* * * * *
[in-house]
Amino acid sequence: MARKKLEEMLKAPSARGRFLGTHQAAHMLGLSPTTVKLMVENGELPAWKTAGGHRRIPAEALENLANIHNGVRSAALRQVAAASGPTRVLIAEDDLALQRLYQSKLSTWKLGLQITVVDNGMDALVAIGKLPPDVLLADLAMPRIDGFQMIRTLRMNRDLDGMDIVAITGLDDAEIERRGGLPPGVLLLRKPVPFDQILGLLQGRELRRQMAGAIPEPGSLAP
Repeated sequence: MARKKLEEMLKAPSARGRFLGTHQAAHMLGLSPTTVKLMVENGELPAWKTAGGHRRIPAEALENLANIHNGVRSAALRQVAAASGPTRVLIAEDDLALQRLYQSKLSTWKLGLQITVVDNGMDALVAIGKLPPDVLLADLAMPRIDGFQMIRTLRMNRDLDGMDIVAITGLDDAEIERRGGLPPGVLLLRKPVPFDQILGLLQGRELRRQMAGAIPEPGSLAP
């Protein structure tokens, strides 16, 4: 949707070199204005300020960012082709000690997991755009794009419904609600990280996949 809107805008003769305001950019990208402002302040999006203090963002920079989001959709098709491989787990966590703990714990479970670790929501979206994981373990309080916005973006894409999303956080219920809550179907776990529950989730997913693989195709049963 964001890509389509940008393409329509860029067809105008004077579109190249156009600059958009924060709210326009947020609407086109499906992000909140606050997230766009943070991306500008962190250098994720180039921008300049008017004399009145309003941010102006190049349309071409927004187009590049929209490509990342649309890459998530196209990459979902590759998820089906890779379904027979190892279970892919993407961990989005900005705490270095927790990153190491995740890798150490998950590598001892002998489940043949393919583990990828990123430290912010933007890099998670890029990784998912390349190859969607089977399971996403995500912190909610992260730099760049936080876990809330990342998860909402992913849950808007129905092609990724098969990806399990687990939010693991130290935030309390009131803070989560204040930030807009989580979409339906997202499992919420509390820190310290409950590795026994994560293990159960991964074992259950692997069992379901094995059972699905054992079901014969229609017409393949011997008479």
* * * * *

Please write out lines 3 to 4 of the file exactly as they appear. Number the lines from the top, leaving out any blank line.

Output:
Repeated sequence: MARKKLEEMLKAPSARGRFLGTHQAAHMLGLSPTTVKLMVENGELPAWKTAGGHRRIPAEALENLANIHNGVRSAALRQVAAASGPTRVLIAEDDLALQRLYQSKLSTWKLGLQITVVDNGMDALVAIGKLPPDVLLADLAMPRIDGFQMIRTLRMNRDLDGMDIVAITGLDDAEIERRGGLPPGVLLLRKPVPFDQILGLLQGRELRRQMAGAIPEPGSLAP
């Protein structure tokens, strides 16, 4: 949707070199204005300020960012082709000690997991755009794009419904609600990280996949 809107805008003769305001950019990208402002302040999006203090963002920079989001959709098709491989787990966590703990714990479970670790929501979206994981373990309080916005973006894409999303956080219920809550179907776990529950989730997913693989195709049963 964001890509389509940008393409329509860029067809105008004077579109190249156009600059958009924060709210326009947020609407086109499906992000909140606050997230766009943070991306500008962190250098994720180039921008300049008017004399009145309003941010102006190049349309071409927004187009590049929209490509990342649309890459998530196209990459979902590759998820089906890779379904027979190892279970892919993407961990989005900005705490270095927790990153190491995740890798150490998950590598001892002998489940043949393919583990990828990123430290912010933007890099998670890029990784998912390349190859969607089977399971996403995500912190909610992260730099760049936080876990809330990342998860909402992913849950808007129905092609990724098969990806399990687990939010693991130290935030309390009131803070989560204040930030807009989580979409339906997202499992919420509390820190310290409950590795026994994560293990159960991964074992259950692997069992379901094995059972699905054992079901014969229609017409393949011997008479």